Jon Lovitz: Standing Up For Himself

By Paul Freeman

Over the past 25 years, one of the funniest figures of film and TV has been Jon Lovitz. Now he’s focusing on bringing laughter to live audiences, via his relatively new standup career. 

Standup would seem to be a perfect avenue for Lovitz, but he’s only been doing it for six years. 

“People say, ‘Oh, you’re naturally funny,’” Lovitz said.  “Even if you’re talented at it, it doesn’t mean anything, if you’re not going to work at it. I had to really work my ass off and learn how to do it.

“Usain Bolt is the fastest man in the world, but I guarantee you, he’s been running for years. Is he fast? Yes, but he still has to know how to run a race. He has to practice. If he just sat around all day eating burgers and getting fat, I don’t care how fast he is, he wouldn’t win.”


Friends like Dennis Miller had long been urging him to enter the standup arena, but Lovitz was nervous. “Finally, the movie roles started drying up and I said, ‘Well, I’ve got to do something to make a living.’ I didn’t want to run out of money. My agent and manager both told me to sell my house and move into something smaller. That was their answer. So I fired both of them and started doing standup. 

“It was a combination of something I always wanted to do plus, if I want to maintain my lifestyle, I needed to learn another way of making a living. So fear and desire forced me to try to do this.” 

Lovitz didn’t take any shortcuts, however, spending the first two years honing his craft. Though he had studied drama at U.C. Irvine and earned acclaim with legendary improv troupe The Groundlings and “Saturday Night Live,” standup requires another skill set.

“I got a standup agent and, right away, he said, ‘Let’s start doing clubs.’ I said, ‘I’m not ready. People are going to show up to see me and if I suck, I’m not going to get hired back. What’s the point of that? Plus I have to make sure I do a really good show, so people get their money’s worth. Otherwise, I’m ripping them off. 

“A lot of comedians at the Laugh Factory said, ‘You know, you could go out right now and make a lot of money on the road, but you’re taking the time to learn how to do it and we want you to know, we all respect that.’ It was really starting over, to be honest.”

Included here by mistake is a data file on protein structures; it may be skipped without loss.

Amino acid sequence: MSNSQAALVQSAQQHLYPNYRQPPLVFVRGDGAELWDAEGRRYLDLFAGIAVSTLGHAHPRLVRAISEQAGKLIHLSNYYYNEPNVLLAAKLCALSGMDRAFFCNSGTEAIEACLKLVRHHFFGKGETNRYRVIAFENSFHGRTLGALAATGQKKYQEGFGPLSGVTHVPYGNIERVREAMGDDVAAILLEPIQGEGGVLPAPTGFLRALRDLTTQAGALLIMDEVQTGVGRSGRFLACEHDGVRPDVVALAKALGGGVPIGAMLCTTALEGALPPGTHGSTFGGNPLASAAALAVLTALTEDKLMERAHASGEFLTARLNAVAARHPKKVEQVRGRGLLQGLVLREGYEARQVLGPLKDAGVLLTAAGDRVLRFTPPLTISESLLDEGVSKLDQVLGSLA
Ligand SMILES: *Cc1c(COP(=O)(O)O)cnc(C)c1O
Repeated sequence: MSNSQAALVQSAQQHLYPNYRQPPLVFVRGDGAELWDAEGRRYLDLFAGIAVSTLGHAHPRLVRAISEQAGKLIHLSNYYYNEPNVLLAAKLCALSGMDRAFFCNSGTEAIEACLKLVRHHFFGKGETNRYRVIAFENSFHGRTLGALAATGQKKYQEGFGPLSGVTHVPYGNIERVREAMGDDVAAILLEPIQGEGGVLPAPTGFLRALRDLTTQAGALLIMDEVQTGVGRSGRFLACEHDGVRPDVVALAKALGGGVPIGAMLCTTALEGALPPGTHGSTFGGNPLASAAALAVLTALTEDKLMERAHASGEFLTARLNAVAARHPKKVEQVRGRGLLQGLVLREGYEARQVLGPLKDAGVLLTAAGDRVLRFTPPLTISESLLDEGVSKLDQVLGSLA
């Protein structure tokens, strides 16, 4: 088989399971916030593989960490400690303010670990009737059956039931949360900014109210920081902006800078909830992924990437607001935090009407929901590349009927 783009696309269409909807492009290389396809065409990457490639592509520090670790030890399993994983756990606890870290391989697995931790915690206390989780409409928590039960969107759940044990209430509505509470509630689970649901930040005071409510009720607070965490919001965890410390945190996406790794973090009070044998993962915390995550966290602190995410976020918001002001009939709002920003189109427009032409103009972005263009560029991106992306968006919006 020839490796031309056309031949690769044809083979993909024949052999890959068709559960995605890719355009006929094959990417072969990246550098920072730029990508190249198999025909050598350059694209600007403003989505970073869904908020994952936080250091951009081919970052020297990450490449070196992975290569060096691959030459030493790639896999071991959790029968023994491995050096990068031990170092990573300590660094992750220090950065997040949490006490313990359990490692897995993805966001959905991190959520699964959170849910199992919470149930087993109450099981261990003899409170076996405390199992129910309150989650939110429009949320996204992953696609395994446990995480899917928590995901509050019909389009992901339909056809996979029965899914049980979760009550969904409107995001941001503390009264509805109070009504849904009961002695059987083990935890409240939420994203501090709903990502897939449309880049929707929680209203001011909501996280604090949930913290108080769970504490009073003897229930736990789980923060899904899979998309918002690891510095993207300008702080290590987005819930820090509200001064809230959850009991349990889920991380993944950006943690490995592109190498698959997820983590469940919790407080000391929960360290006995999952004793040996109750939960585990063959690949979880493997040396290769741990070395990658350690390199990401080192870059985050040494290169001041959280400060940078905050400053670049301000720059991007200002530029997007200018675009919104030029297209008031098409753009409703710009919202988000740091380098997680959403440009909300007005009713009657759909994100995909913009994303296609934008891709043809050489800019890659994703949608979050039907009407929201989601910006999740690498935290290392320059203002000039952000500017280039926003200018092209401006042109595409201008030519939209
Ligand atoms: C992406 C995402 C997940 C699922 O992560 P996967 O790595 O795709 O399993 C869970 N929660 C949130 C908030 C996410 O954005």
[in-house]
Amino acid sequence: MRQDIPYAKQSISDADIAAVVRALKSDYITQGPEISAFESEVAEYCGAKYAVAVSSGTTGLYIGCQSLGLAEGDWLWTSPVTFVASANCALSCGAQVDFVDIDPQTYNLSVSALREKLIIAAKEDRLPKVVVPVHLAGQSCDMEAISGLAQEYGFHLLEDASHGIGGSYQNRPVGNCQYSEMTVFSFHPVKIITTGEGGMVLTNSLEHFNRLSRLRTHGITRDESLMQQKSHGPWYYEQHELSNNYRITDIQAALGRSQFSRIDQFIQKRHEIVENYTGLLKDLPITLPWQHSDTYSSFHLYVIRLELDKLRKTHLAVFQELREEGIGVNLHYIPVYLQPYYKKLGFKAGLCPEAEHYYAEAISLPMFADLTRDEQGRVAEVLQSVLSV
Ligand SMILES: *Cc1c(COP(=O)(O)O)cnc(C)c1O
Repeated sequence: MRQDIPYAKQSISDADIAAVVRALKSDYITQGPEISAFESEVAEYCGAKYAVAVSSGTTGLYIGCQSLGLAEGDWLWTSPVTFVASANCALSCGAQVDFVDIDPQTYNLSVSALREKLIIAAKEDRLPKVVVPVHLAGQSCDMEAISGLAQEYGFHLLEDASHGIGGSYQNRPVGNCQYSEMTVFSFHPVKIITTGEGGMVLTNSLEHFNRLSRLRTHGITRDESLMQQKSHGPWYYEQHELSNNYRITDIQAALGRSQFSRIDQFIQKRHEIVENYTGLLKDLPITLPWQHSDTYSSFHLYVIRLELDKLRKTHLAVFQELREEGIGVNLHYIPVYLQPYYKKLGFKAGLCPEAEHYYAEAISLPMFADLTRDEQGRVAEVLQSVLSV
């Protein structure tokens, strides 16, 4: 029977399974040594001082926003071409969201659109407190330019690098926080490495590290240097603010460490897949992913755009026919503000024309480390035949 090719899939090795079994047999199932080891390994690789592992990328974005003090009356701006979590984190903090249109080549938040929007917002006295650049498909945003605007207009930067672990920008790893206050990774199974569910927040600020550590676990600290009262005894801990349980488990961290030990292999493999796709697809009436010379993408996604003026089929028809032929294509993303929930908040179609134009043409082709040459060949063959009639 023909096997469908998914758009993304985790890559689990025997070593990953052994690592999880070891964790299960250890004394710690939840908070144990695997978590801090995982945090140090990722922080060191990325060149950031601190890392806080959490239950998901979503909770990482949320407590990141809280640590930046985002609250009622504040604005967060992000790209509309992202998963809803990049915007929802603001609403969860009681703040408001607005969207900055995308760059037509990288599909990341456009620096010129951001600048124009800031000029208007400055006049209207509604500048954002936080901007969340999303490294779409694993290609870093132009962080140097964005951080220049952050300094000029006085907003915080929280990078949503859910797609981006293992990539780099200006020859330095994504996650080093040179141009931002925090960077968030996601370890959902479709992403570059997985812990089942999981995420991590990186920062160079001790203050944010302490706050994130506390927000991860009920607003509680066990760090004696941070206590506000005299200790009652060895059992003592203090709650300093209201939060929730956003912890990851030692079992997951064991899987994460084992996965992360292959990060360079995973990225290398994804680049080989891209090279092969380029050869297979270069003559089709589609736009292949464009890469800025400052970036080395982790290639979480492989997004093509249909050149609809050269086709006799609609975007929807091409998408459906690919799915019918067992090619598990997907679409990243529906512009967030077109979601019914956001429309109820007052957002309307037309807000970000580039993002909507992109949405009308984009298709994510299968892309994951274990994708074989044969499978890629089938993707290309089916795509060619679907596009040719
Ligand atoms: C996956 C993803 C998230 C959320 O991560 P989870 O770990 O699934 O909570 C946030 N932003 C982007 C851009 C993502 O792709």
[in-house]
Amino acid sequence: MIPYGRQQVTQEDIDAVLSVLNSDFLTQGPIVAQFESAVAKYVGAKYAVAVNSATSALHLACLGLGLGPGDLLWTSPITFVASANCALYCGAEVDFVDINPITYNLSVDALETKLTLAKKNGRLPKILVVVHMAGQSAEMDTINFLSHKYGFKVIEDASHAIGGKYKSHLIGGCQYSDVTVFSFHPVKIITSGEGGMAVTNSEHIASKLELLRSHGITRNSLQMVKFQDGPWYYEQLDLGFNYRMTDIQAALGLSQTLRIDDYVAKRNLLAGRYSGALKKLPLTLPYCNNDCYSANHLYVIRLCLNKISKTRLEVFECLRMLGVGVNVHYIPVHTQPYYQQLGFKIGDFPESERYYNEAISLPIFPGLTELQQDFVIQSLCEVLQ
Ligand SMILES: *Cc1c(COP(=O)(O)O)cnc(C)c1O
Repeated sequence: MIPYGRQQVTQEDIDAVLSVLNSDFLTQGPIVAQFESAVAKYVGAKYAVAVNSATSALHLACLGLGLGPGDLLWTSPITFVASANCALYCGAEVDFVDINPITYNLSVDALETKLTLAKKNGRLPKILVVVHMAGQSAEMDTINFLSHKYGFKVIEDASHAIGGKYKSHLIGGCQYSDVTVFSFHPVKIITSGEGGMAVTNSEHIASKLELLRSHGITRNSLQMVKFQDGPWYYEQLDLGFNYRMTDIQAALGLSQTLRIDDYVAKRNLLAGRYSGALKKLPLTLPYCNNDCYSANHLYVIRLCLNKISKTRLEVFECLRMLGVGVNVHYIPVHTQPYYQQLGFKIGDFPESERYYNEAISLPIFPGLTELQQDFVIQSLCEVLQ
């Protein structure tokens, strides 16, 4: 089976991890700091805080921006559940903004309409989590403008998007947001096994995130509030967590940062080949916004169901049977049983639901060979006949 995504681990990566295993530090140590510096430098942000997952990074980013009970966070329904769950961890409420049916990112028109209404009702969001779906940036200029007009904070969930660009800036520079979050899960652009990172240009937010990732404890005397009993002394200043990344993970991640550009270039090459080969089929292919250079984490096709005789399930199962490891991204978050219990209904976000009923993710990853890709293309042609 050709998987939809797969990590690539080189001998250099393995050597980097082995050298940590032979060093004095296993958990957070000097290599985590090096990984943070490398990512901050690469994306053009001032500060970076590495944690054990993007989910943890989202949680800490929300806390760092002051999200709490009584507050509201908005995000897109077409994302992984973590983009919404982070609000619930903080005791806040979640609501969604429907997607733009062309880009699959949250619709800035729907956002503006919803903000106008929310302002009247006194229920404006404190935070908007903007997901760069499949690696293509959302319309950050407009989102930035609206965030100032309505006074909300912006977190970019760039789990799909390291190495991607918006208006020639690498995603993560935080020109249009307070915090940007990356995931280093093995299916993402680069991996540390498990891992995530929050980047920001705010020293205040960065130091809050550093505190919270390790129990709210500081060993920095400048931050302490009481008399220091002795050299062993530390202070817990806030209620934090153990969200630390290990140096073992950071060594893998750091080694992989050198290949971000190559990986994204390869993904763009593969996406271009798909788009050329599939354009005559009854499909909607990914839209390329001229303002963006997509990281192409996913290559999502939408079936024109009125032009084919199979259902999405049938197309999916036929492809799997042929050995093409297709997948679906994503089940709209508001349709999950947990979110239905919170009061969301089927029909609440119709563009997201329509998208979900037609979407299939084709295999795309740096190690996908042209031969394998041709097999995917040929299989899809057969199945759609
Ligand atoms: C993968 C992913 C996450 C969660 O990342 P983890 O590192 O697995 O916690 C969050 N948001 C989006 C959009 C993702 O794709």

SNL pal Dana Carvey contributed his expertise. “He gave me these tips like, ‘Have fun.’ Simple, but huge. Or Dana would say, don’t do a long setup and then one joke and then another long setup and one joke. You want to do a short setup and stay on topic. That saved me years, tips like that.

“Whitney Brown was a great stand-up. I met him on ‘Saturday Night Live.’ Lorne Michael had us write my ‘Liar’ routine together. I learned a lot about writing jokes from him.”

At first, Lovitz planned to incorporate his familiar characters into a standup setting. “But they weren’t really working. I don’t know why, if it was too long ago, the way I was setting them up, or whatever. So I had to come up with all new material. I’m glad, actually, Otherwise, I’d just be repeating things I’d already done.” 

Standup reveals the real Lovitz. “Instead of it being characters, it’s just me and my opinions on everything. I make fun of myself and religions - including my own - and men and women and relationships, gays and lesbians, politics.  I play the piano. I sing funny songs. Whatever I like to do, I’’ll just put it into the act.”

After two years, he hit the club circuit. “Now I go, ‘I don’t know how I thought I was ready then.’ You learn so much more. That’s what so great about that or singing or acting. The fun part is to keep getting better, at least for me, it is. Otherwise, I’d get bored.”

Doesn’t Lovitz’s screen stardom give him a head start towards audience acceptance? “You have an advantage... for about 30 seconds, to be honest. Then you’ve got to be funny.”

He recently opened his own 400-seat comedy club at Universal Studios CityWalk. “It’s a beautiful club. It’s got a whole Hawaiian theme. We have great food and atmosphere and drinks. It’s three floors. I wanted something fun, not just a plain, black backdrop. So we have a backdrop of Waikiki. You wouldn’t actually know it’s a comedy club when you walk in. 

“Nothing against any of the clubs I played, because I enjoyed playing them, but I just said, ‘Let’s have a club where we have a great sound system. That’s really important, because you want everybody in the audience to be able to hear the comedian really clearly. Also we have a great microphone. That sounds obvious, but a lot of clubs don’t. If you have a great sound system, you can pick up all the little nuances in the performer’s voice.”